4 Reviews

5x Per Week Upper Lower + PPL Hybrid Program (1 hour run time per session on average)

Relive your childhood dreams of looking like a Super Hero! Dragon Fist is a program that combines strength, hypertrophy, stamina, and high exercise selection into an effective program that also doesn’t demand very much time when compared to other splits. Dragon Fist is best for those that want to get the most results that are humanly possible within a 45-60 minute training session, while also still getting a great overall training effect.

Follow the form cues as closely as possible, because it will help you get the MOST out of the work we’re doing here.

Inspired by the greatest of all time, Goku, Dragon Fist is my way of honoring the late Akira Toriyama (the creator of Dragon Ball), and the inspirational body of work he left behind.

As a child, we all can speak to seeing a larger-than-life physique that inspired us to hit the gym HARD. Whether it was TV, film, or in animation, we all have that core memory. That feeling of motivation and overcoming your limits was instilled in me by Goku, and I want to share those feelings with you.

Dragon Fist Combines Barbell Work, Calisthenics, and engaging exercise selection into a system that will force you to put on slabs of muscle and strength that will translate into any other program.

General Guidelines 

Pick variations that make sense for your space. Don’t pick motions that would require you to walk clear across the gym constantly, and don’t forget to pick things you know you generally enjoy.

Deload (take an easy week or few days) every 6-8 weeks OR as needed if you would like to train harder for longer. Listen to your body. Avoid taking breaks after any less than 4 weeks of hard training. This looks like doing half the volume or reducing the weight by 20-25% and doing some easy workout for a few days.

Double Progressions 

This program gives you a range of sets and reps. Because this program wants you to use much higher proximity to failure on average, I want MOST of you (even the advanced lifters) to pick the lower amount of sets given. Add more sets as NEEDED (not as wanted) to create forward progression in your training. Part of the goal of this program in to get the maximum stimulus for the shortest amount of time in the gym. In general, I don’t want you in there longer than an hour.

This program uses a system called Double Progression. In a basic Double Progression, you’re given a set and rep range.  For example: 3 sets of 8-12. Each week, you add reps until you’re at 3x12, then you add weight and do it all over again.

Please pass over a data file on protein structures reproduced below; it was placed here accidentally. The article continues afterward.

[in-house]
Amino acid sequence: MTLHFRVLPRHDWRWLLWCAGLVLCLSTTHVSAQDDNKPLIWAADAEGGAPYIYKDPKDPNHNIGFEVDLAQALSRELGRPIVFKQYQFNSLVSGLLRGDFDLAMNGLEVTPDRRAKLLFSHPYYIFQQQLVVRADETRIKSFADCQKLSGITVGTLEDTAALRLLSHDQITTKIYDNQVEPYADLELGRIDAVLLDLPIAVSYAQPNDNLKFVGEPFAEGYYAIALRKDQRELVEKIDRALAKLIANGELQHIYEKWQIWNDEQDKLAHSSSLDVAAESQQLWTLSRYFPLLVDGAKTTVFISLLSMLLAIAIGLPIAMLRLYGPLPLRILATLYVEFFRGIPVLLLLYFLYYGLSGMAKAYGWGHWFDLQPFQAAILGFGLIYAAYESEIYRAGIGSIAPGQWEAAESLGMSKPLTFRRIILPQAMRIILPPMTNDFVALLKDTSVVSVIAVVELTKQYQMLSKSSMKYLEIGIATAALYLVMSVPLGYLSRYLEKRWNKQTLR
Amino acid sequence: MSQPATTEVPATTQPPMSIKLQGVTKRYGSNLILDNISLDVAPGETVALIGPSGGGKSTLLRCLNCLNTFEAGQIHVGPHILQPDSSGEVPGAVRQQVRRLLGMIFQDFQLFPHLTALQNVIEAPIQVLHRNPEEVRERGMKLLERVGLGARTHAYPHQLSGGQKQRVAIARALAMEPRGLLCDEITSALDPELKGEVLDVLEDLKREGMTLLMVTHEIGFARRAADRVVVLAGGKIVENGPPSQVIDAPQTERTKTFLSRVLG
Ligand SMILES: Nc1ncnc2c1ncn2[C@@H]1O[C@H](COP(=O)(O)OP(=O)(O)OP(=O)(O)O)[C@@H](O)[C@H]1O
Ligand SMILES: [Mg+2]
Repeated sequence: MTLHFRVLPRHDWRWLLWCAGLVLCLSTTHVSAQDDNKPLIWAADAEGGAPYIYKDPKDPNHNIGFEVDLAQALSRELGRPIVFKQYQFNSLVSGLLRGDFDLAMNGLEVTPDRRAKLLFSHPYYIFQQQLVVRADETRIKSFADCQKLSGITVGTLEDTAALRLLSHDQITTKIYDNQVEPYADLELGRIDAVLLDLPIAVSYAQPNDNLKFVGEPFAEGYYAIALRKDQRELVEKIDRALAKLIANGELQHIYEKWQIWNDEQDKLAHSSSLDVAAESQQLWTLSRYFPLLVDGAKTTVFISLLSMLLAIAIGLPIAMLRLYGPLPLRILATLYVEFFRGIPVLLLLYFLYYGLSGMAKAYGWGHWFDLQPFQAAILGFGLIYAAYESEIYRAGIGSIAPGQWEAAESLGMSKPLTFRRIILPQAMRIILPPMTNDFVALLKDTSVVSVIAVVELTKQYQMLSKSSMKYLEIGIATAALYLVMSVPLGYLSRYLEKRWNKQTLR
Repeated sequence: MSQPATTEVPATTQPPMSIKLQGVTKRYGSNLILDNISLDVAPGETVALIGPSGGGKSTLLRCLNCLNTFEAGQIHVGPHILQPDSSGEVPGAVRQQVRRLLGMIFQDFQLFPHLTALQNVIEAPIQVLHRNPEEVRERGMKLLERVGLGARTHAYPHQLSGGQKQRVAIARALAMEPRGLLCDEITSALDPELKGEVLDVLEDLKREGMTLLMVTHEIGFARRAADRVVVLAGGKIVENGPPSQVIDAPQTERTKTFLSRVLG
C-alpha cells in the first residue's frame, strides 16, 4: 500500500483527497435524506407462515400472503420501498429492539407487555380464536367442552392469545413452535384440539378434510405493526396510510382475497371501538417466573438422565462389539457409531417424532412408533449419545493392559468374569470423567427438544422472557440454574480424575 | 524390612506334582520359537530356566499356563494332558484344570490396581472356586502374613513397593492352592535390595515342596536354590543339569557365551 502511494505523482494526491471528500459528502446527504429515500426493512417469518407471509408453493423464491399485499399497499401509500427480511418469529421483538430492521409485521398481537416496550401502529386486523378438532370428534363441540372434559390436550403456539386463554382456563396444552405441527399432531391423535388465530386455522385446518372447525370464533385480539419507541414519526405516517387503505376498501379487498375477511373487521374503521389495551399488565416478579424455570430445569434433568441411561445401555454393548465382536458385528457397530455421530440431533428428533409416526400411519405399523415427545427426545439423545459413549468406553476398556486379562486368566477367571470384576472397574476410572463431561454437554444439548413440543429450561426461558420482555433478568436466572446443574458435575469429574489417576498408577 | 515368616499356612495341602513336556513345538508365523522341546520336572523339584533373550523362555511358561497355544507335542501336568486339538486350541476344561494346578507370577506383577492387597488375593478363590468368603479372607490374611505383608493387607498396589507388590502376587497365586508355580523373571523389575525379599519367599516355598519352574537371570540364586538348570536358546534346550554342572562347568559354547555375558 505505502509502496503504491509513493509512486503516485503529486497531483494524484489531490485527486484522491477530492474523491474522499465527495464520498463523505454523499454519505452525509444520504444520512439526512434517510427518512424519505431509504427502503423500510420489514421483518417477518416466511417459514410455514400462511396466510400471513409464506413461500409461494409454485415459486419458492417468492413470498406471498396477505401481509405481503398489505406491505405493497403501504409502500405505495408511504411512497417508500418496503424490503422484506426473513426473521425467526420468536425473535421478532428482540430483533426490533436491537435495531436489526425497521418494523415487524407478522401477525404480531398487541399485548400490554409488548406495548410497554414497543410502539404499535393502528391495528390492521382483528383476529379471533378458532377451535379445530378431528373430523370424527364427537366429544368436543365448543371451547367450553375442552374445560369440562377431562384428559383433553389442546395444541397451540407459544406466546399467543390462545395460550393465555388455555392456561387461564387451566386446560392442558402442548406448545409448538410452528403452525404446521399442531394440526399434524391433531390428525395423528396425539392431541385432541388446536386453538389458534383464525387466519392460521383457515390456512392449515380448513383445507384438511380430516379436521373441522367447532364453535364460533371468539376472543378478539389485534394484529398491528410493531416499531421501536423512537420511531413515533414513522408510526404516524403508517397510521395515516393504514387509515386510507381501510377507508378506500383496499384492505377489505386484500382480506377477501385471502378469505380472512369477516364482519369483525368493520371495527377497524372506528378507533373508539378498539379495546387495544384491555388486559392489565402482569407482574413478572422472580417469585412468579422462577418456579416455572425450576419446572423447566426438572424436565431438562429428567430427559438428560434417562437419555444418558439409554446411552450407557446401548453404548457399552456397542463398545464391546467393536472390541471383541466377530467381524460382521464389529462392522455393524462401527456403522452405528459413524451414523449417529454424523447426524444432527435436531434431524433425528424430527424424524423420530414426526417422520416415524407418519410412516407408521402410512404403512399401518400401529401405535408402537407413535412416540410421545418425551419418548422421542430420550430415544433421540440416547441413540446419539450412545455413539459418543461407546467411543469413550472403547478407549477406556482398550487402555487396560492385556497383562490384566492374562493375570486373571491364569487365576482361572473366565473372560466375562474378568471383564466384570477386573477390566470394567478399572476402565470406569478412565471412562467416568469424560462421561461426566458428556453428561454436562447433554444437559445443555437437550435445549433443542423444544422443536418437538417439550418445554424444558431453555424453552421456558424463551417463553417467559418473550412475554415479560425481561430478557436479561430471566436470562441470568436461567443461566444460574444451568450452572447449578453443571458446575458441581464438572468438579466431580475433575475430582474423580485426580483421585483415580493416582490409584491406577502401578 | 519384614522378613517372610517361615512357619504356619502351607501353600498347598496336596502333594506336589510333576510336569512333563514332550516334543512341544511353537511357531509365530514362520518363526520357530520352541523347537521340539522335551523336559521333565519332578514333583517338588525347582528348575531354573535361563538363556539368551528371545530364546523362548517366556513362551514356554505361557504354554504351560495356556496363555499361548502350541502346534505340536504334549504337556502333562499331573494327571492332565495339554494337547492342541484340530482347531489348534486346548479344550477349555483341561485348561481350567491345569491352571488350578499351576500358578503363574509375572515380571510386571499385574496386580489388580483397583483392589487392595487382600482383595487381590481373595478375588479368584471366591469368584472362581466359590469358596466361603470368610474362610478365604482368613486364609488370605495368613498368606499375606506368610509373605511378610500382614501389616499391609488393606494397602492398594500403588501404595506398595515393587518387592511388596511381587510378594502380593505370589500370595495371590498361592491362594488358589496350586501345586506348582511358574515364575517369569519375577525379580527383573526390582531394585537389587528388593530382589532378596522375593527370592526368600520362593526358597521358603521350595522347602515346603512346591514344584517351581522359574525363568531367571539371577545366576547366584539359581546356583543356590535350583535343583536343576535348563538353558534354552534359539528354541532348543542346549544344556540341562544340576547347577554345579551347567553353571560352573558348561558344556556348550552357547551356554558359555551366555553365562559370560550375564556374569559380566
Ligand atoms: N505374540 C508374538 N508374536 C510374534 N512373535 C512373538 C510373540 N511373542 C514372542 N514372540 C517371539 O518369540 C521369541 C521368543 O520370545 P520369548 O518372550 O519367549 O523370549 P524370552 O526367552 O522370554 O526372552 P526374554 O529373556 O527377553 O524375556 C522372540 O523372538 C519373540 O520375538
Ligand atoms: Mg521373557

This type of progression undulates between volume and intensity, allowing you to typically train harder without a deload. It is also very easy to follow.

There are two ways to start off a double progression. You can do 3 sets of 8 (leaving a couple reps in the tank on your first set) and then each week, add reps until you get to 3x12. You can add reps to each set, or reps to one set at a time. OR If you’re newer, you can do 12 reps on your first set (leaving a couple reps in the tank) and then fill out your reps on subsequent sets each week. (This second approach is typically the approach I take for new exercises that I’m not sure of my performance on) I also recommend this for people who tend to UNDERSHOOT (go too easy)

Dynamic Double Progressions

This program will use these on any exercise that has a top set and a back off set(s). Dynamic Double Progressions are the same as normal ones, the only difference is that you’ll be adding weight to each set individually instead of waiting until you fill up a full set and rep range. 

For example, if you’re told to add weight once you can add 3+ reps to a set, and you add 4 reps to set one, but only 2 reps to set two, you would add weight to set one, while keeping set 2’s weight the same until you can add more reps.

Linear Periodization

This will be used on big exercises. It’s baked into the program automatically so feel free to skip this part of the breakdown, but for those that are curious as to what it is/why it’s being used, I included it into the program to drive strength progression on the heaviest compound lifts. This is a personal preference of mine as a coach, since it allows us to progress in terms of absolute load in a predictable fashion. This is usually done with percentages and ends in a max, but this has been adapted in Dragon Fist to meet the needs of bodybuilding, while also being easy to understand for those who aren’t familiar with it.

4.25/ 5
Omar Gabriel
Man, 23
0 weeks complete
1 year of prior experience
More than expected strength gains
More than expected muscle gains
Happy for the progress Destroy my skinny fat physique
12 days ago
0 weeks complete
4 years of prior experience
As expected strength gains
As expected muscle gains
19 days ago